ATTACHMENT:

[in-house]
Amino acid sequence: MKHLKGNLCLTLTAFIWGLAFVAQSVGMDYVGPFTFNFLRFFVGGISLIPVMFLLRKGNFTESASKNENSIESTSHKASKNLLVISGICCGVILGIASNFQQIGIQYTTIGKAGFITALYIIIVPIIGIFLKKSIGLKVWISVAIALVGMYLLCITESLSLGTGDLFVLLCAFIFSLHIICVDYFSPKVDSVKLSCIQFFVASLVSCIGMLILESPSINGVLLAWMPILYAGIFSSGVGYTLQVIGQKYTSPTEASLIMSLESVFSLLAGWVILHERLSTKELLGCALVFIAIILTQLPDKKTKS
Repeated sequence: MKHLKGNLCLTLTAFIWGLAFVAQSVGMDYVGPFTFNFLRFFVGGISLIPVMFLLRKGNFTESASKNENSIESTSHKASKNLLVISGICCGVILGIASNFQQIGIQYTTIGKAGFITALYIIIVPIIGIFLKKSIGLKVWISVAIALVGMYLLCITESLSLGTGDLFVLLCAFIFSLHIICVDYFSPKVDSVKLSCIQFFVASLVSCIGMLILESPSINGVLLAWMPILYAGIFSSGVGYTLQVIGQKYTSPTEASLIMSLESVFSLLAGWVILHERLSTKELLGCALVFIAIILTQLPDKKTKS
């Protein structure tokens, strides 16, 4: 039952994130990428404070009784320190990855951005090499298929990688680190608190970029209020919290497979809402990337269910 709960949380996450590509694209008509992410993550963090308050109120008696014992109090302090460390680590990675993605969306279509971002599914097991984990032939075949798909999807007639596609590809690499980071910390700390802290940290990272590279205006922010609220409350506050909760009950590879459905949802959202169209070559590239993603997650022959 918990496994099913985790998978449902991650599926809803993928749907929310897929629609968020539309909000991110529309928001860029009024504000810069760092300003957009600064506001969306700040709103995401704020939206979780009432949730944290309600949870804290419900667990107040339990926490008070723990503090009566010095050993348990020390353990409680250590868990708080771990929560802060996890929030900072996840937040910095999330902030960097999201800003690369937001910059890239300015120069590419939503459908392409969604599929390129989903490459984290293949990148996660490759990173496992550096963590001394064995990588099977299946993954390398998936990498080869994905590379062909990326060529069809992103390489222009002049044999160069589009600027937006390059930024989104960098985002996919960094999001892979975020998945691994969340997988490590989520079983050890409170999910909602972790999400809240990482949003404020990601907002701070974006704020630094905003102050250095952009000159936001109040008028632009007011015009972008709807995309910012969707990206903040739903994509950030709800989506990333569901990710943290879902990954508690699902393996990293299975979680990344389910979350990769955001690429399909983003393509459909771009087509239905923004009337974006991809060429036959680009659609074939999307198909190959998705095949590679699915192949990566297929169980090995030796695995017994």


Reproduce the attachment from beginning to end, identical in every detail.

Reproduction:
[in-house]
Amino acid sequence: MKHLKGNLCLTLTAFIWGLAFVAQSVGMDYVGPFTFNFLRFFVGGISLIPVMFLLRKGNFTESASKNENSIESTSHKASKNLLVISGICCGVILGIASNFQQIGIQYTTIGKAGFITALYIIIVPIIGIFLKKSIGLKVWISVAIALVGMYLLCITESLSLGTGDLFVLLCAFIFSLHIICVDYFSPKVDSVKLSCIQFFVASLVSCIGMLILESPSINGVLLAWMPILYAGIFSSGVGYTLQVIGQKYTSPTEASLIMSLESVFSLLAGWVILHERLSTKELLGCALVFIAIILTQLPDKKTKS
Repeated sequence: MKHLKGNLCLTLTAFIWGLAFVAQSVGMDYVGPFTFNFLRFFVGGISLIPVMFLLRKGNFTESASKNENSIESTSHKASKNLLVISGICCGVILGIASNFQQIGIQYTTIGKAGFITALYIIIVPIIGIFLKKSIGLKVWISVAIALVGMYLLCITESLSLGTGDLFVLLCAFIFSLHIICVDYFSPKVDSVKLSCIQFFVASLVSCIGMLILESPSINGVLLAWMPILYAGIFSSGVGYTLQVIGQKYTSPTEASLIMSLESVFSLLAGWVILHERLSTKELLGCALVFIAIILTQLPDKKTKS
């Protein structure tokens, strides 16, 4: 039952994130990428404070009784320190990855951005090499298929990688680190608190970029209020919290497979809402990337269910 709960949380996450590509694209008509992410993550963090308050109120008696014992109090302090460390680590990675993605969306279509971002599914097991984990032939075949798909999807007639596609590809690499980071910390700390802290940290990272590279205006922010609220409350506050909760009950590879459905949802959202169209070559590239993603997650022959 918990496994099913985790998978449902991650599926809803993928749907929310897929629609968020539309909000991110529309928001860029009024504000810069760092300003957009600064506001969306700040709103995401704020939206979780009432949730944290309600949870804290419900667990107040339990926490008070723990503090009566010095050993348990020390353990409680250590868990708080771990929560802060996890929030900072996840937040910095999330902030960097999201800003690369937001910059890239300015120069590419939503459908392409969604599929390129989903490459984290293949990148996660490759990173496992550096963590001394064995990588099977299946993954390398998936990498080869994905590379062909990326060529069809992103390489222009002049044999160069589009600027937006390059930024989104960098985002996919960094999001892979975020998945691994969340997988490590989520079983050890409170999910909602972790999400809240990482949003404020990601907002701070974006704020630094905003102050250095952009000159936001109040008028632009007011015009972008709807995309910012969707990206903040739903994509950030709800989506990333569901990710943290879902990954508690699902393996990293299975979680990344389910979350990769955001690429399909983003393509459909771009087509239905923004009337974006991809060429036959680009659609074939999307198909190959998705095949590679699915192949990566297929169980090995030796695995017994």